Would you give up your career to support your husband’s? A new book suggests that’s the key to happiness
Let’s play a little game. Suppose you were a career woman in your 30s, with two young kids, and a husband on the fast track for that corner office (of course, you may well be all of these things, in which case you don’t need to stretch your imagination). Life was hard, with constant juggling to deal with all the demands on your time. You were constantly tired, staying up late to finish work, waking up early to send the kids off to school. Your husband and you had become virtual strangers, drifting on the periphery of the other’s existence.
And then, one day, you were given a chance to change all that. You could simply give up your job and stay at home to look after household, hearth and children. Don’t worry, that didn’t mean that you wouldn’t have a career any longer. Of course you would have a job: that of supporting your husband’s career.
You would be his back-up at home, making sure that his dry-cleaning was picked up on time, dinner was ready on the table when he got back, the children’s homework was done, and there was a neck massage at the ready when he needed one.
But more than, you would also be his support system: giving him rational advice when he needed it; boosting his confidence when it appeared to be flagging; playing the perfect corporate wife so that he shone at work; picking up the slack everywhere else so that he could concentrate on his career.
All you needed to do to make this work was make a mental shift. Instead of concentrating on your own job, you would have looked at your marriage as a joint enterprise in which the two of you were equal partners, but with differing responsibilities. And that while it was his job to bring in the bacon – in ever-increasing quantities – it was up to you to make sure that it was cooked to perfection and served on a beautifully-laid table.
And, I can almost hear you asking, what exactly would you get out of this?
Well, first of all, you would no longer be required to run around like a headless chicken trying to cram 24 hours of work into your waking hours. You could actually step off the treadmill and breathe. You wouldn’t have to snatch quality time (whatever that means) with your children in between board presentations and grocery shopping. You would finally have enough time to enjoy their company, without worrying that it was keeping you from something.
Hell, it would even improve your relationship with your husband. You would no longer be constantly bickering about who does which household chore and which one of you is more tired and deserves to be waited upon at the end of the day. Instead, your work descriptions would be clear, allowing no scope for ambiguity. You were in charge of kitchen and kids; he was in charge of making sure you had enough money (always useful when it comes to hiring help – no one is saying you have to do the dishes yourself) to do justice to both.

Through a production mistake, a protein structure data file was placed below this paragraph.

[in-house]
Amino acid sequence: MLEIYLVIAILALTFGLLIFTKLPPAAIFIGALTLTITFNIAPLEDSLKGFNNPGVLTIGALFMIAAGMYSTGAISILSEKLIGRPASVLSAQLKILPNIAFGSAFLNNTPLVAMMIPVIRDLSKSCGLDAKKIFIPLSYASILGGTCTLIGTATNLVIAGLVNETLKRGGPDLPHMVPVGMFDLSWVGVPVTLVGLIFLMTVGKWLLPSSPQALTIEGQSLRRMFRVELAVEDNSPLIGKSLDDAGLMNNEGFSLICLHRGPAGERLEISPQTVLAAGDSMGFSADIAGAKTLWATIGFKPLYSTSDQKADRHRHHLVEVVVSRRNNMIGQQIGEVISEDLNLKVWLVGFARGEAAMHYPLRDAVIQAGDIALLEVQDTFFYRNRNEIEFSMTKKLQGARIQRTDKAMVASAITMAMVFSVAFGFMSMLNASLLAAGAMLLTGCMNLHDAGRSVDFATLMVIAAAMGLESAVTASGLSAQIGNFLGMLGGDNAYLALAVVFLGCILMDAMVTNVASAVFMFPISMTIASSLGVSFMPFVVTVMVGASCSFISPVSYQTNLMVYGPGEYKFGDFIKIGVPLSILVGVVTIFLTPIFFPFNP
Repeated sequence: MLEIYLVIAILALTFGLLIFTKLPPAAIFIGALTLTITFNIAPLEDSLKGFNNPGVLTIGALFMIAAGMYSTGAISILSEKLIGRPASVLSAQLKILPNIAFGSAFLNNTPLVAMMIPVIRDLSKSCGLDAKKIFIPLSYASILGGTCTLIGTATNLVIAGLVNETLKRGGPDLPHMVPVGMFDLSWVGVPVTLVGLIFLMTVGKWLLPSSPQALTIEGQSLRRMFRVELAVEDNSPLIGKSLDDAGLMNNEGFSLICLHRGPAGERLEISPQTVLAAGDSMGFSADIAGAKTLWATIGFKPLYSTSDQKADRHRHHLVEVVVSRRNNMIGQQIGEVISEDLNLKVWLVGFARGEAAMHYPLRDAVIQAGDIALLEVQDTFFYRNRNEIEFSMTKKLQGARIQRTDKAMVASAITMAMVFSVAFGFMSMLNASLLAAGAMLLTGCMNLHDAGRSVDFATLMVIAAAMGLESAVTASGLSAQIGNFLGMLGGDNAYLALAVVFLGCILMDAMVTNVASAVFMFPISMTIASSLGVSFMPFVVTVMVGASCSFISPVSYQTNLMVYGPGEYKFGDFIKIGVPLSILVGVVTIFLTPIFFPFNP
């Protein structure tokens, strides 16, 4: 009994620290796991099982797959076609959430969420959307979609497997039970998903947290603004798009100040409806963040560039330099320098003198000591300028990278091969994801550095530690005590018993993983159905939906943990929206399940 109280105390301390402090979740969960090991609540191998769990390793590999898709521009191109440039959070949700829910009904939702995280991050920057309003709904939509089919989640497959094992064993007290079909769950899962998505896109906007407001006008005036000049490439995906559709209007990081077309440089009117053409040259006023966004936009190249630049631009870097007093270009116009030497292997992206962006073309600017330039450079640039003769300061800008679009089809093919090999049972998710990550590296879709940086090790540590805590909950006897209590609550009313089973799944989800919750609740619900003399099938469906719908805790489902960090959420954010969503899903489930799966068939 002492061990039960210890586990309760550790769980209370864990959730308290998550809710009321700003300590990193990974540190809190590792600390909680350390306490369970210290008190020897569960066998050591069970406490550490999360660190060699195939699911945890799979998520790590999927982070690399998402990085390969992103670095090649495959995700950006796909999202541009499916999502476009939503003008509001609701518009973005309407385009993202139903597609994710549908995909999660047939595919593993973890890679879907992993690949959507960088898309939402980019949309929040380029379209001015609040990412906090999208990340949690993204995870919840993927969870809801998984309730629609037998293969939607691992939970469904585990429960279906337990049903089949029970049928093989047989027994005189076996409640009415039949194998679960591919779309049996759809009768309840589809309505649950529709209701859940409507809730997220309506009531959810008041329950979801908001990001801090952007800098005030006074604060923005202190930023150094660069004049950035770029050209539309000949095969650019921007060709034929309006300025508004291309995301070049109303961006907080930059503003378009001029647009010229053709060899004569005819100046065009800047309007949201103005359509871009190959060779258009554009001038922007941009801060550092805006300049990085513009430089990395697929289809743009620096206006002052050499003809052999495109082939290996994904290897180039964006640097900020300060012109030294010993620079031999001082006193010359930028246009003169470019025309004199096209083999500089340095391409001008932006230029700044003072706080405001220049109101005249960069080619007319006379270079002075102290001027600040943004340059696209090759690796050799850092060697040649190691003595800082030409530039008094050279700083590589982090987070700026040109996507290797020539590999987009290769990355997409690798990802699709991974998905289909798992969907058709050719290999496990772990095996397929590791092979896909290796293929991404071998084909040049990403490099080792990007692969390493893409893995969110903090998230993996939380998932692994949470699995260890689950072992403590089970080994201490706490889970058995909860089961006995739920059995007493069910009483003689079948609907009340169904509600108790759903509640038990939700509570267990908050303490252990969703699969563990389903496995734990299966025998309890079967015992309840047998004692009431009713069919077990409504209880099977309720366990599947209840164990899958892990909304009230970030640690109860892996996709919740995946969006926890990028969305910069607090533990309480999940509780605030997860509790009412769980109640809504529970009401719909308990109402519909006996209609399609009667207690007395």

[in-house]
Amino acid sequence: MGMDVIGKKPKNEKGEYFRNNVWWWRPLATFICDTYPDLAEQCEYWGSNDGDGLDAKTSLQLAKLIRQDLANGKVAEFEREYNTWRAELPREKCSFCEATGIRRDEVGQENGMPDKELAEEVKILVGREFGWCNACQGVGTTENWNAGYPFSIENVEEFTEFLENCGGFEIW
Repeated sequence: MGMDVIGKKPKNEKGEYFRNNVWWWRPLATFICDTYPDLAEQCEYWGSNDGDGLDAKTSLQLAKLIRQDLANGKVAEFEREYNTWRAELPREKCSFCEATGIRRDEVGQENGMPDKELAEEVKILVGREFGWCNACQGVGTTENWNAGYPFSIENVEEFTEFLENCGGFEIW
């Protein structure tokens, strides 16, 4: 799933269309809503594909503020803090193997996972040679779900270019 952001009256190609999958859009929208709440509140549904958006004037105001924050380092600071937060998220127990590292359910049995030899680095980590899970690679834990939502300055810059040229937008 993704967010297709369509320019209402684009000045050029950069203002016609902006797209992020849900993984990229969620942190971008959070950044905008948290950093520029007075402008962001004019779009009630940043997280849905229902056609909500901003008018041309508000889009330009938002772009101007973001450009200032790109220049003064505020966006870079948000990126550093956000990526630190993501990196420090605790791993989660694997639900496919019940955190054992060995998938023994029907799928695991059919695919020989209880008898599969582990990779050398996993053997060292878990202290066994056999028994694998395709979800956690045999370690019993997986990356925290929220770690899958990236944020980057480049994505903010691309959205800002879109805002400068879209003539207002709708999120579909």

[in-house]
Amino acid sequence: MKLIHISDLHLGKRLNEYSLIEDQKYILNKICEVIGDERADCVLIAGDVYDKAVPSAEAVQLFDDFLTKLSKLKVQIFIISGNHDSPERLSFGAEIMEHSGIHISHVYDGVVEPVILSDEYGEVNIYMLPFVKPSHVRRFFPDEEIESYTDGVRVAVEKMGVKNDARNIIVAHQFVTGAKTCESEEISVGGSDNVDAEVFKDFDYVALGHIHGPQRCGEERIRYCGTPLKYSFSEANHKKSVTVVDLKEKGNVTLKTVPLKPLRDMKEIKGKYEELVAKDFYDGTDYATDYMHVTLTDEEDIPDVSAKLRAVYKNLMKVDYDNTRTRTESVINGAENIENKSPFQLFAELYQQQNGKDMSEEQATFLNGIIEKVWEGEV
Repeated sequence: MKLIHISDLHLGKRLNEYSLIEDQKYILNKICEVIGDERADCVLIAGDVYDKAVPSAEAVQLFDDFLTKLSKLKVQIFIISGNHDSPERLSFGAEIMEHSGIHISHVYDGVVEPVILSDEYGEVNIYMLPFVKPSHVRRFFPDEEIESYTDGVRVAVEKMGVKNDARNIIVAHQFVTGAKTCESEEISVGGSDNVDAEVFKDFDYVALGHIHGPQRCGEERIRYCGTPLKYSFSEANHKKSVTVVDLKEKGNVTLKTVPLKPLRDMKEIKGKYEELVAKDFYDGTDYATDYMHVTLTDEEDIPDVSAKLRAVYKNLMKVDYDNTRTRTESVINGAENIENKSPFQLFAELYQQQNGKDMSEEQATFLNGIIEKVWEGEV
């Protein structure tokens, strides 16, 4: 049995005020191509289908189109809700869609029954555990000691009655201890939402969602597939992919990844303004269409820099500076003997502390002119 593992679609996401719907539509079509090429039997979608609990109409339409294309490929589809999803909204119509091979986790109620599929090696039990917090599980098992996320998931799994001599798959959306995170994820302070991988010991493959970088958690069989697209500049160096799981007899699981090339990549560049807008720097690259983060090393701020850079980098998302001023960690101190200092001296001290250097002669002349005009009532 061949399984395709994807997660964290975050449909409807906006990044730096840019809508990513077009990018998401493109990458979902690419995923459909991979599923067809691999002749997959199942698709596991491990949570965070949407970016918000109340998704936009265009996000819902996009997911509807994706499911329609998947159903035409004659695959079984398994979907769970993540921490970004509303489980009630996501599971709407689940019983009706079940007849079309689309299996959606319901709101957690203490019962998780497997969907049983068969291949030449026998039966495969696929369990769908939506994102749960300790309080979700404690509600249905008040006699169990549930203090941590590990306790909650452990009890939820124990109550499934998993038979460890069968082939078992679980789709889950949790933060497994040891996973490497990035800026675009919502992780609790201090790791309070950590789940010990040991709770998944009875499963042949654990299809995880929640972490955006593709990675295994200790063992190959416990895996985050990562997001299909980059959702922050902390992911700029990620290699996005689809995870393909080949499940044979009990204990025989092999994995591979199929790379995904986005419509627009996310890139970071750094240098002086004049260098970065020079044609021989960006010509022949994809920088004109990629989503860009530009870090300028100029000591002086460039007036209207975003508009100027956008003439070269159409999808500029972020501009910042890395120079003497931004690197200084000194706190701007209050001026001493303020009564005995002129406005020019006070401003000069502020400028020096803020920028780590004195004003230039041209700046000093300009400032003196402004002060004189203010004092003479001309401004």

And most important of all, this new arrangement would ensure that you had enough time for yourself. You could use this as you saw fit: going shoe-shopping in the afternoon, working out in the gym, having lunch with your girlfriends; getting your hair and nails done; reading a good book.
Sounds perfect, doesn’t it.
Well, at least that is the premise of Megan Basham’s book, Beside Every Successful Man (you’ve got to love the wordplay, even if you don’t agree with the book). Basham, who apparently writes from personal experience having made this life switch herself, believes that this is the recipe for a truly happy life for today’s modern woman who wants to have it all (but rarely will).
So, here’s my question. Would you do it? Would you give up your hard-won career, bid goodbye to your job, and stay at home to bolster the career prospects of your husband? After all, the better he does, the better off your family is, right?
A quick poll conducted among my friends seems to suggest that the answer is no to all of the above.
And why all the negativity, pray? Well, the primary reason seems to be fear. And what are these women afraid of? Well, let me count the reasons.
Number one seems to be fear of death. What if, despite your world-class support act, your husband just ups and dies on you. Where does that leave you exactly? With no job, no career prospects, and the spectre of genteel poverty staring you in the face.
Then, there’s the other, equally dreaded, ‘D’ word: divorce. Women are forever getting traded in for younger models, and we all know about mega-successful men and their newer, prettier, trophy second wives, don’t we? So, why spend all that energy on building up a man who may just dump you at the end of the day?
And then, there’s that primal fear: of loss of independence and the abdication of power in a relationship. Not only would you be completely dependent on your husband financially, but you would also lose the sense of self that comes from being able to provide for yourself. And if you ceased to bring tangible assets to the marriage, would you even be valued as an equal partner at the end of the day?
So, what’s your take on this? Given a choice, would you stand beside your man?